Re-examining our World at Renewal House
Now over half way into my internship, I am really settling into my role as an advocate, beginning to feel confident in my knowledge, abilities, and experiences. In my position I tend to accompany clients to court, provide emotional support, complete intakes for new clients, answer phone calls, and provide support to the office in any way that I can. In addition, I have recently started working on a summer-long project to create a resource manual to serve as a guide book of all available resources in the North Country that our clients can utilize. These various projects allow me to always stay engaged and active at work as I am continually gaining knowledge and being challenged.
As I am learning more and settling into my position, countless questions and ideas are arising in my mind on how we are framing and understanding our world. Before working with Renewal House, my world felt very simple; I thought of abuse as a truth somewhere else, not in my own community. I believed that situations of abuse were simply because certain people had an anger problem, and I thought justice would always prevail. Yet, so far this framework has proven to be highly inaccurate. I have been feeling unsettled by the horror that clients we work with have faced and disappointed in the way our nation’s justice system deals with abusers. I have been shocked by the complexities of clients’ situations and heart-broken when the abusive cycle continues. Through what I have been seeing in my work, my interpretations of the world are rapidly changing, and it has become clear to me that the world is not as black and white as I once thought. My understanding of the world around me has never been so deeply challenged.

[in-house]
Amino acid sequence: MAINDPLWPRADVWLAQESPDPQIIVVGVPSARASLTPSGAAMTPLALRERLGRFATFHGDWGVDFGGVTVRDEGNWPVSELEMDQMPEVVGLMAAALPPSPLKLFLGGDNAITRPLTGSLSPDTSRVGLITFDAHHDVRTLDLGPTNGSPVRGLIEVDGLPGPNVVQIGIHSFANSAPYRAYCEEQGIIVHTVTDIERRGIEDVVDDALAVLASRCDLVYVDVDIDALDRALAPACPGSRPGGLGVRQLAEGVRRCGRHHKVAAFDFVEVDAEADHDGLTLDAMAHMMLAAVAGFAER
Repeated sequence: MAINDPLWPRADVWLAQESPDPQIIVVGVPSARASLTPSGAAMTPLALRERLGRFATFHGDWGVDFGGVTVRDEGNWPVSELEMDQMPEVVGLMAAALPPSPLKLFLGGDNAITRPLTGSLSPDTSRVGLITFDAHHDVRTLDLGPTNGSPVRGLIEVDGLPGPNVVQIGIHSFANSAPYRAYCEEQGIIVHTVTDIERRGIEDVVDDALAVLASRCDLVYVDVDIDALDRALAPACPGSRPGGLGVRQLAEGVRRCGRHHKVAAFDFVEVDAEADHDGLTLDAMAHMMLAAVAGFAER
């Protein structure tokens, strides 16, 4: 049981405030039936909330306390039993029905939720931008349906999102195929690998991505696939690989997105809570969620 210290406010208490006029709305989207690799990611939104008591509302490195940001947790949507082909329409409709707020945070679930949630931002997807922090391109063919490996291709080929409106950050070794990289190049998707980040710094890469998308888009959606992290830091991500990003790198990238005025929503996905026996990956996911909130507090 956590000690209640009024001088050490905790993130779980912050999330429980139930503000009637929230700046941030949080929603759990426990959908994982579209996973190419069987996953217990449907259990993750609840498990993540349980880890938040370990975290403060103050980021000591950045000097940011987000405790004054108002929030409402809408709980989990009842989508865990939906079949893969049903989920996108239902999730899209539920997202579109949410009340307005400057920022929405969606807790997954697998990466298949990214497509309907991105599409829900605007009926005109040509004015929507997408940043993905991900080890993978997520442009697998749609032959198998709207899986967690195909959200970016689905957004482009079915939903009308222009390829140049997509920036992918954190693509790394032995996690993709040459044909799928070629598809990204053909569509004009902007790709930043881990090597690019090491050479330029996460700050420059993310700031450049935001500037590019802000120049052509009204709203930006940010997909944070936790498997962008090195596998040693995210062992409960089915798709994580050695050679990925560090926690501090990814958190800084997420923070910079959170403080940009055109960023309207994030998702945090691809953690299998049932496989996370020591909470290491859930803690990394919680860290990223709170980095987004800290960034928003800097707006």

In addition, my position of privilege has never been clearer to me nor has the need to bring our society together to lift each other up. How can we move forward as a society when so many of us are held back? People constantly say things such as "mass incarceration is so awful" or "domestic abuse is inexcusable and needs to end" or "our environmental impact is terrible". Certainly, these statements are correct, yet the people that make these statements tend to be in positions of privilege, a place in society where they can make a change, yet they do not. People often say they want to change things and make a difference, but rarely do. I encourage everyone to find a few causes they are passionate about and actually work to make a positive change. We are each individually responsible for this world, and unless we bring transformation to the world ourselves, no change will ever come. We need to do more than just talk. It is too easy to reside comfortably in our privilege and say phrases like this. I never want to be that way and hope that I continue to expand my perspective and understanding of the world. For the rest of my summer and beyond I plan to continue to work for the cause that I am passionate about and hopefully to make a real difference in the sector of domestic violence.